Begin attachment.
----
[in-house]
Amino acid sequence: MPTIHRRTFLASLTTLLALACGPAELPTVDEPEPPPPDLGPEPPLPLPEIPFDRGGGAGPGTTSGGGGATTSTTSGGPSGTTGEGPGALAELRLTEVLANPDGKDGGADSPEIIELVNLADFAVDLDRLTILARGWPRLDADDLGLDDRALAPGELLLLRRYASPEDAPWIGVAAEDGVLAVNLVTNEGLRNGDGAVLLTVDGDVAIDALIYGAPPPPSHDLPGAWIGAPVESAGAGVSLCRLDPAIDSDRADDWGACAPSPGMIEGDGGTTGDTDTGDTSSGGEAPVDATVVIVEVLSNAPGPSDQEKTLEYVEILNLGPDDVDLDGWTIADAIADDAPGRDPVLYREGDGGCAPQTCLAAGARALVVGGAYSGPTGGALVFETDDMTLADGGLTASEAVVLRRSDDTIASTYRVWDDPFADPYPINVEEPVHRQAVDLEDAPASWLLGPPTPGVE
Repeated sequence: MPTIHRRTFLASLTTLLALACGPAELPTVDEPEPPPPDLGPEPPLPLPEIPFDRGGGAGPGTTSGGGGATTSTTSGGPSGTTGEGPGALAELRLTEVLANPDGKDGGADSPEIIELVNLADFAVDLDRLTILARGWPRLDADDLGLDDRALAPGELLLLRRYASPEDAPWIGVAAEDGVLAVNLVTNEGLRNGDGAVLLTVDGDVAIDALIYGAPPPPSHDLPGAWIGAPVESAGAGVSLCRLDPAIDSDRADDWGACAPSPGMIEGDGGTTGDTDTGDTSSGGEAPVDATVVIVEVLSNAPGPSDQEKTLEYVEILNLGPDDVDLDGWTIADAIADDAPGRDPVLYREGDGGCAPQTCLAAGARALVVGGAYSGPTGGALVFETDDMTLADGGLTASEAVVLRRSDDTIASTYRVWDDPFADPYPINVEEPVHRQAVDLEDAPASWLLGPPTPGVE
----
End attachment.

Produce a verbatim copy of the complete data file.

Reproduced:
[in-house]
Amino acid sequence: MPTIHRRTFLASLTTLLALACGPAELPTVDEPEPPPPDLGPEPPLPLPEIPFDRGGGAGPGTTSGGGGATTSTTSGGPSGTTGEGPGALAELRLTEVLANPDGKDGGADSPEIIELVNLADFAVDLDRLTILARGWPRLDADDLGLDDRALAPGELLLLRRYASPEDAPWIGVAAEDGVLAVNLVTNEGLRNGDGAVLLTVDGDVAIDALIYGAPPPPSHDLPGAWIGAPVESAGAGVSLCRLDPAIDSDRADDWGACAPSPGMIEGDGGTTGDTDTGDTSSGGEAPVDATVVIVEVLSNAPGPSDQEKTLEYVEILNLGPDDVDLDGWTIADAIADDAPGRDPVLYREGDGGCAPQTCLAAGARALVVGGAYSGPTGGALVFETDDMTLADGGLTASEAVVLRRSDDTIASTYRVWDDPFADPYPINVEEPVHRQAVDLEDAPASWLLGPPTPGVE
Repeated sequence: MPTIHRRTFLASLTTLLALACGPAELPTVDEPEPPPPDLGPEPPLPLPEIPFDRGGGAGPGTTSGGGGATTSTTSGGPSGTTGEGPGALAELRLTEVLANPDGKDGGADSPEIIELVNLADFAVDLDRLTILARGWPRLDADDLGLDDRALAPGELLLLRRYASPEDAPWIGVAAEDGVLAVNLVTNEGLRNGDGAVLLTVDGDVAIDALIYGAPPPPSHDLPGAWIGAPVESAGAGVSLCRLDPAIDSDRADDWGACAPSPGMIEGDGGTTGDTDTGDTSSGGEAPVDATVVIVEVLSNAPGPSDQEKTLEYVEILNLGPDDVDLDGWTIADAIADDAPGRDPVLYREGDGGCAPQTCLAAGARALVVGGAYSGPTGGALVFETDDMTLADGGLTASEAVVLRRSDDTIASTYRVWDDPFADPYPINVEEPVHRQAVDLEDAPASWLLGPPTPGVE